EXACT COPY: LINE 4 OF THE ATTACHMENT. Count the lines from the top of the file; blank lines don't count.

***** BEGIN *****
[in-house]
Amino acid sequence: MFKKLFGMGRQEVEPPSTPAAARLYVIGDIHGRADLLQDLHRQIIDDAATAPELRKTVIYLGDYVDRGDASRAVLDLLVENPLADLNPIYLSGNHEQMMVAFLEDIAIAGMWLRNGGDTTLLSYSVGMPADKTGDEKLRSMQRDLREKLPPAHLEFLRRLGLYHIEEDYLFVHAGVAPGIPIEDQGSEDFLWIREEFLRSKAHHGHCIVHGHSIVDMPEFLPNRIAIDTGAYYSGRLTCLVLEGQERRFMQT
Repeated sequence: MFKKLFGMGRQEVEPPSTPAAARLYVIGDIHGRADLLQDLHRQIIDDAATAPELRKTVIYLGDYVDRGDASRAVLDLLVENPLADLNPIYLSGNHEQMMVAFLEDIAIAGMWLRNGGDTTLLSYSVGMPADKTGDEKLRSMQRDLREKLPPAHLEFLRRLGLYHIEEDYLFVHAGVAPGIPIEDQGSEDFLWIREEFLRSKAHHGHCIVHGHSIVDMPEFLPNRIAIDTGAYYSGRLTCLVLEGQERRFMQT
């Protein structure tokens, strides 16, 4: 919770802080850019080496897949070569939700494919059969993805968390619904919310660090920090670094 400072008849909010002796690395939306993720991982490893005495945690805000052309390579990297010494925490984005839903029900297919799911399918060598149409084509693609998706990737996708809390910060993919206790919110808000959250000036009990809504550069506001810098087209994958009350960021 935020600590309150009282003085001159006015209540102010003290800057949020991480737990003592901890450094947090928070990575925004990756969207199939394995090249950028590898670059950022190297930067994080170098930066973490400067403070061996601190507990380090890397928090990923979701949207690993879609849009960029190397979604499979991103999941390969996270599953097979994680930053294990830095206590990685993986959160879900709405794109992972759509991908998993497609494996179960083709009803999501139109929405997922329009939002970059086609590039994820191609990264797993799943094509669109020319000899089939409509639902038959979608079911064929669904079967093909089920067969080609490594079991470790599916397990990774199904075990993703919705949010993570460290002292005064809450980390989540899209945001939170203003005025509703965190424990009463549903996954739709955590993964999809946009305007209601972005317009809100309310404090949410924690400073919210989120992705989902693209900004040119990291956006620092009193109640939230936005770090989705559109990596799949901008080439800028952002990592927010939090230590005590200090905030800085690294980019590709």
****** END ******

């Protein structure tokens, strides 16, 4: 919770802080850019080496897949070569939700494919059969993805968390619904919310660090920090670094 400072008849909010002796690395939306993720991982490893005495945690805000052309390579990297010494925490984005839903029900297919799911399918060598149409084509693609998706990737996708809390910060993919206790919110808000959250000036009990809504550069506001810098087209994958009350960021 935020600590309150009282003085001159006015209540102010003290800057949020991480737990003592901890450094947090928070990575925004990756969207199939394995090249950028590898670059950022190297930067994080170098930066973490400067403070061996601190507990380090890397928090990923979701949207690993879609849009960029190397979604499979991103999941390969996270599953097979994680930053294990830095206590990685993986959160879900709405794109992972759509991908998993497609494996179960083709009803999501139109929405997922329009939002970059086609590039994820191609990264797993799943094509669109020319000899089939409509639902038959979608079911064929669904079967093909089920067969080609490594079991470790599916397990990774199904075990993703919705949010993570460290002292005064809450980390989540899209945001939170203003005025509703965190424990009463549903996954739709955590993964999809946009305007209601972005317009809100309310404090949410924690400073919210989120992705989902693209900004040119990291956006620092009193109640939230936005770090989705559109990596799949901008080439800028952002990592927010939090230590005590200090905030800085690294980019590709």